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No. 19 Squadron RAF: Wikis


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No. XIX (Reserve) Squadron
The Crest of XIX Squadron
RAF 19 Sqn.svg
Active 1915-1919
Country United Kingdom
Branch Royal Air Force
Role Training
Base RAF Valley
Motto "Possunt quia posse videntur"(Latin)
("They can because they think they can")
Equipment BAE Hawk
Battle honours Western Front 1916-1918, Somme 1916, Arras 1917, Ypres 1917,Somme 1918, Lys, Amiens, Hindenburg Line, Dunkirk, Home Defence 1940-1942, Battle of Britain 1940, Channel and North Sea 1942-1942, Fortress Europe 1942-1944, Dieppe, Normandy 1944, Arnhem, France and Germany 1944-1945
Badge Between wings elevated and conjoined in base, a dolphin, head downwards[1]
Squadron Codes[2][3] WZ (Sep 1938 - Sep 1939)
QV (Sep 1939 - Sep 1945)
A (1989 - 1991)

No. 19 Squadron (sometimes written as No. XIX Squadron) is a squadron of the Royal Air Force.




First World War

No. 19 Squadron of the Royal Flying Corps was founded on 1 September 1915[4] being deployed to France that year flying B.E.12s before re-equipping with French-built Spads. In 1918 the squadron was re-equipped with Sopwith Dolphins, flying escort duties. By the end of the war, 19 Squadron had a score of flying aces among its ranks, including Albert Desbrisay Carter, John Leacroft, Arthur Bradfield Fairclough, Oliver Bryson, Gordon Budd Irving, Frederick Sowrey, future Air Commodore Patrick Huskinson, Cecil Gardner, Roger Amedee Del'Haye, future Chief Air Marshal James Hardman, Finlay McQuistan, Alexander Pentland, John Candy, Cecil Thompson, and John Aldridge.[5]

Between the World Wars

The Squadron was disbanded after World War I on 31 December 1919[6], to be reformed again at RAF Duxford on 1 April 1923[6]. They then flew a number of different fighters, and were the first squadron to be equipped with the Gloster Gauntlet in May 1935, and with the Supermarine Spitfire on 4 August 1938[7].

World War II

The Squadron was stationed in the UK after the outbreak of World War II, and was part of No. 12 Group RAF, RAF Fighter Command, during the Battle of Britain[8]. Later versions of Spitfires were flown until the arrival of Mustangs for close-support duties in early 1944.[9] After D-Day, No. 19 briefly went across the English Channel before starting long-range escort duties from RAF Peterhead for Coastal Command off the coast of Norway.[10]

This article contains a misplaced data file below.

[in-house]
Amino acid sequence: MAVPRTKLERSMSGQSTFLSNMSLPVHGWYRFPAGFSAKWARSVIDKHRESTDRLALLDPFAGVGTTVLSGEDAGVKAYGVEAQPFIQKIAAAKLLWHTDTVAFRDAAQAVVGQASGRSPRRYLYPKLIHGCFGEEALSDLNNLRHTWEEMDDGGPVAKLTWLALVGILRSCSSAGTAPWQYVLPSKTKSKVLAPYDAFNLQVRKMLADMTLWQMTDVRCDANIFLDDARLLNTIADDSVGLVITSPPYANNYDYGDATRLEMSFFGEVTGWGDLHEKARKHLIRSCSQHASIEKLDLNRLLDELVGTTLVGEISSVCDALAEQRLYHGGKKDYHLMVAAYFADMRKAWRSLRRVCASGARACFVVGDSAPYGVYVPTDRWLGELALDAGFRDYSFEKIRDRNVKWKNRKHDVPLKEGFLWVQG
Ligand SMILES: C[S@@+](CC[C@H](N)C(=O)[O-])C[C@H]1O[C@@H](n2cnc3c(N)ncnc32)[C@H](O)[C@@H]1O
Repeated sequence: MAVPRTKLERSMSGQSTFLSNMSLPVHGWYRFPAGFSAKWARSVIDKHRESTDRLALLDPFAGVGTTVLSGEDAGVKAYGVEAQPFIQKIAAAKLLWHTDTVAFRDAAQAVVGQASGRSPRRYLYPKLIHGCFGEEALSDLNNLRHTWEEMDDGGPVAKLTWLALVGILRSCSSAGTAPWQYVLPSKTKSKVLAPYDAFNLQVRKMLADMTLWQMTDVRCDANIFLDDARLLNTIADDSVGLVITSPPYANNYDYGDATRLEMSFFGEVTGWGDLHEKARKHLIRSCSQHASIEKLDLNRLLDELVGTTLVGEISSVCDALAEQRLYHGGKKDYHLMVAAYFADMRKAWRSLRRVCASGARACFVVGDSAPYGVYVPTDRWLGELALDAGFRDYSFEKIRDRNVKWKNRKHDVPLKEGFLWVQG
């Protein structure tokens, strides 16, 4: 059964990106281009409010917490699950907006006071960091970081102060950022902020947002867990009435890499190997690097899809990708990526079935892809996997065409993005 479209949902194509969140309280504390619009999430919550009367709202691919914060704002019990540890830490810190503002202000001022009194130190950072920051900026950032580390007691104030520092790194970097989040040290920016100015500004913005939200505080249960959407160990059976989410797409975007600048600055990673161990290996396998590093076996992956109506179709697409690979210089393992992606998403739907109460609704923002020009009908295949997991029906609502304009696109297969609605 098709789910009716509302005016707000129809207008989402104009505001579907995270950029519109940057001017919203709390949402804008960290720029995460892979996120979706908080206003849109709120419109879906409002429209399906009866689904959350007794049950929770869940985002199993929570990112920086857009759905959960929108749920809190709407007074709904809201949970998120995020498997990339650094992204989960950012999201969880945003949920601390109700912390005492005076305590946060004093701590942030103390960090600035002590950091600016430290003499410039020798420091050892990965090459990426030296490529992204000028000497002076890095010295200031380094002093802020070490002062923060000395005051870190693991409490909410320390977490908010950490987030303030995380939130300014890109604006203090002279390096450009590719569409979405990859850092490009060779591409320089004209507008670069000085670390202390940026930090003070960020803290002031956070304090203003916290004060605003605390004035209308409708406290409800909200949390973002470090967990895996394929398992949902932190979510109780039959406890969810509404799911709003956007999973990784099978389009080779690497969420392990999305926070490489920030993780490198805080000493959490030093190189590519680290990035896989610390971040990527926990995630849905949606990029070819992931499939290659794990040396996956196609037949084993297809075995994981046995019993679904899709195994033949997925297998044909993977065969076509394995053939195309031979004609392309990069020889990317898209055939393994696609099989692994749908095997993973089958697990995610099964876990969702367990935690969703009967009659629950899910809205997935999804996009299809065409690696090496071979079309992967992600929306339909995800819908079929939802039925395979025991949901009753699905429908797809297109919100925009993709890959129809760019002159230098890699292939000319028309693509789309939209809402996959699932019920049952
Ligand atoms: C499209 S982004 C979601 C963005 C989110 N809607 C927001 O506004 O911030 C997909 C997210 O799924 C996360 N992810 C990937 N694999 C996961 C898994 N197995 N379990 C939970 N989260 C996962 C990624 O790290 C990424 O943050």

No. 19 Sqn. Phantom FGR.2 with a US Navy F-14A during Desert Shield in 1990

Post World War II

In the post-war period the squadron flew a variety of jet fighter aircraft, before being disbanded in 1992. Their final location before being disbanded was RAF Wildenrath in Germany near Geilenkirchen.[9]

The numberplate was then assigned to the former No. 63 Squadron, one of the Hawk squadrons at RAF Chivenor, in September 1992. Following the closure of Chivenor to jet flying the squadron was moved to RAF Valley in September 1994. The Squadron now provides fast jet training on the BAE Hawk.

In May 2008 a BAE Hawk T.1, XX184, was re-painted in a special Spitfire camouflage livery at RAF Valley. This was done to celebrate the 70th anniversary of the squadron as the first operational fighter squadron to fly the Supermarine Spitfire from Duxford in 1938.


See also



  1. ^ Royal Air Force: 19 Squadron
  2. ^ Flintham and Thomas 2003, pp. 52 + 99 + 229.
  3. ^ Bowyer and Rawlings 1979, pp. 11 + 87.
  4. ^ Halley 1988, p. 55.
  5. ^ Retrieved 26 January 2010.
  6. ^ a b Rawlings 1978, p. 47.
  7. ^ Rawlings 1978, p. 48.
  8. ^ Rawlings 1978, p. 525.
  9. ^ a b c Halley 1988, p. 56.
  10. ^ Rawlings 1978, p. 49.


  • Bowyer, Michael J.F. and John D.R. Rawlings. Squadron Codes, 1937-56. Bar Hill, Cambridge, UK: Patrick Stephens Ltd., 1979. ISBN 0-85059-364-6.
  • Flintham, Vic and Andrew Thomas. Combat Codes: A Full Explanation and Listing of British, Commonwealth and Allied Air Force Unit Codes since 1938. Shrewsbury, Shropshire, UK: Airlife Publishing Ltd., 2003. ISBN 1-84037-281-8.
  • Halley, James J. The Squadrons of the Royal Air Force & Commonwealth, 1918-1988. Tonbridge, Kent, UK: Air-Britain (Historians) Ltd., 1988. ISBN 0-85130-164-9.
  • Palmer, Derek. Fighter Squadron (No. 19). United Kingdom Self Publishing Association, 1991. ISBN 1-85421-075-0.
  • Rawlings, John D.R. Fighter Squadrons of the Royal Air Force and their Aircraft. London: MacDonald and Jane's (Publishers) Ltd., 1969 (new edition 1976, reprinted 1978). ISBN 0-354-01028-X. pp.47–54.

External links


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